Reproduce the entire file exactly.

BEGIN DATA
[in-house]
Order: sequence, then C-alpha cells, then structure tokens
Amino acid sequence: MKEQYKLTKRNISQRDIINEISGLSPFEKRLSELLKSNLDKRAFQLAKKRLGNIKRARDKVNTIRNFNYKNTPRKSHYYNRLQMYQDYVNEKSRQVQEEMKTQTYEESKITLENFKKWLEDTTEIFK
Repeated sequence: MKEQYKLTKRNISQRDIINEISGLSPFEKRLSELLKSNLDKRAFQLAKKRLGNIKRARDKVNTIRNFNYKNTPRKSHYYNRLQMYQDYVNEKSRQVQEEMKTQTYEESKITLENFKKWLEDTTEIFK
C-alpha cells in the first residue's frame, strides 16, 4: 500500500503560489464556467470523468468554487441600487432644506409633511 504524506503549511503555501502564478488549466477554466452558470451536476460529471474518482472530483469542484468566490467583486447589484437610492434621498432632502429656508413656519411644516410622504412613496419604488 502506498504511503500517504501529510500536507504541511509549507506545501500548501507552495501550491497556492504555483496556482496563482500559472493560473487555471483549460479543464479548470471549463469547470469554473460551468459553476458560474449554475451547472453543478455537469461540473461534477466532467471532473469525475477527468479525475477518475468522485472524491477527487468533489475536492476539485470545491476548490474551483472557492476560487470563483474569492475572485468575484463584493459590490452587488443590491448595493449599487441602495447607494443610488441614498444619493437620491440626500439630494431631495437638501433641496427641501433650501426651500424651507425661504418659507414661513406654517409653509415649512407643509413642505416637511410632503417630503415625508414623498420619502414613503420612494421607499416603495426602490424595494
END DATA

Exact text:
[in-house]
Order: sequence, then C-alpha cells, then structure tokens
Amino acid sequence: MKEQYKLTKRNISQRDIINEISGLSPFEKRLSELLKSNLDKRAFQLAKKRLGNIKRARDKVNTIRNFNYKNTPRKSHYYNRLQMYQDYVNEKSRQVQEEMKTQTYEESKITLENFKKWLEDTTEIFK
Repeated sequence: MKEQYKLTKRNISQRDIINEISGLSPFEKRLSELLKSNLDKRAFQLAKKRLGNIKRARDKVNTIRNFNYKNTPRKSHYYNRLQMYQDYVNEKSRQVQEEMKTQTYEESKITLENFKKWLEDTTEIFK
C-alpha cells in the first residue's frame, strides 16, 4: 500500500503560489464556467470523468468554487441600487432644506409633511 504524506503549511503555501502564478488549466477554466452558470451536476460529471474518482472530483469542484468566490467583486447589484437610492434621498432632502429656508413656519411644516410622504412613496419604488 502506498504511503500517504501529510500536507504541511509549507506545501500548501507552495501550491497556492504555483496556482496563482500559472493560473487555471483549460479543464479548470471549463469547470469554473460551468459553476458560474449554475451547472453543478455537469461540473461534477466532467471532473469525475477527468479525475477518475468522485472524491477527487468533489475536492476539485470545491476548490474551483472557492476560487470563483474569492475572485468575484463584493459590490452587488443590491448595493449599487441602495447607494443610488441614498444619493437620491440626500439630494431631495437638501433641496427641501433650501426651500424651507425661504418659507414661513406654517409653509415649512407643509413642505416637511410632503417630503415625508414623498420619502414613503420612494421607499416603495426602490424595494